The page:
Karl watched this Brown Anole show up on the fence directly across from our kitchen window about the same time each day. He basked in the sun, and scurried around after minuscule insects which he promptly ate. Sometimes he disappeared after that, but on occasion he sat and displayed his dewflap prominently.
Perhaps better known as a Cuban Anole, this lizard did in fact originate in Cuba and migrated to Florida at some point in the 1800s. Finding Florida very much to their liking, the species moved right in and is now regarded as invasive, taking over the territory once dominated by the native Green Anole. We rarely see Green Anoles in our yard, but we see the Cuban Anoles all the time.
When we first moved to this house in the 1990s our young nephew looked forward to the annual family visit to chase after and catch them, and those memories later inspired his sister to write a children’s book called “The Lizard” which she self-published. The anoles easily slip into the screened pool area where the cat then engages in pursuit. They are part of our backyard wildlife and although invasive made their way into family memories.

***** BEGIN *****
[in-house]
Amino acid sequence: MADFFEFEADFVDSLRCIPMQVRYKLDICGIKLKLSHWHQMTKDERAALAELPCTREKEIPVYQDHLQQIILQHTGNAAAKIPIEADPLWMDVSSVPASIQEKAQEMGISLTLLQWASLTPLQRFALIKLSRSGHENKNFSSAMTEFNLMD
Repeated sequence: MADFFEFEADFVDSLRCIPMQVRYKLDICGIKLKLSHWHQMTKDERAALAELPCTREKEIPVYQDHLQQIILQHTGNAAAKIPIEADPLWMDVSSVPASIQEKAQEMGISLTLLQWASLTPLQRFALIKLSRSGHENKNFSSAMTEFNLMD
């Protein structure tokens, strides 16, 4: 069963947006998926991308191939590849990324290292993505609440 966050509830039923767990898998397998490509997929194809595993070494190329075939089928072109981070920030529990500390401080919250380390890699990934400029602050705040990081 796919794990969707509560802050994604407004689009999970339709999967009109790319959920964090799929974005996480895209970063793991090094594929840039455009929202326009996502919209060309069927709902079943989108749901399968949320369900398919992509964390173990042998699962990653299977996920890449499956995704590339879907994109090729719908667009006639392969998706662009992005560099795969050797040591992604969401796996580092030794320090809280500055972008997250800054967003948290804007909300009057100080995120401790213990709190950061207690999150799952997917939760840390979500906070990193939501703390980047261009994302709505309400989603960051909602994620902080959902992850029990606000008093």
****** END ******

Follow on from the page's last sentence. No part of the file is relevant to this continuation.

Karl noticed one other thing as he photographed this particular anole. The displaying of the dewlap occurred when another anole showed up. The purpose of the display is generally to challenge a rival male, or impress a local female. Based on size and the white dorsal stripe, the anole below that sat near this male is definitely a female.